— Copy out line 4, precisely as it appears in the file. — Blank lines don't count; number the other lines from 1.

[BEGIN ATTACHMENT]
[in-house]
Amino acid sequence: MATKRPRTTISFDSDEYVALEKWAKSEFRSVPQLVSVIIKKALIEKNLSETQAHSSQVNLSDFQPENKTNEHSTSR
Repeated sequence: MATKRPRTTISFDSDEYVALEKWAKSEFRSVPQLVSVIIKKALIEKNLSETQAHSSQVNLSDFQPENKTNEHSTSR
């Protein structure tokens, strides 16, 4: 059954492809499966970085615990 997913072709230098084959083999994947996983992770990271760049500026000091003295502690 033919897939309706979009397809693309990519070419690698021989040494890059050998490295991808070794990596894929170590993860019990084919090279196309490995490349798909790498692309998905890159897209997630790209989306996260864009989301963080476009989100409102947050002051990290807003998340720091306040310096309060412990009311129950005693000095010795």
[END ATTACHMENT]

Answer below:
């Protein structure tokens, strides 16, 4: 059954492809499966970085615990 997913072709230098084959083999994947996983992770990271760049500026000091003295502690 033919897939309706979009397809693309990519070419690698021989040494890059050998490295991808070794990596894929170590993860019990084919090279196309490995490349798909790498692309998905890159897209997630790209989306996260864009989301963080476009989100409102947050002051990290807003998340720091306040310096309060412990009311129950005693000095010795």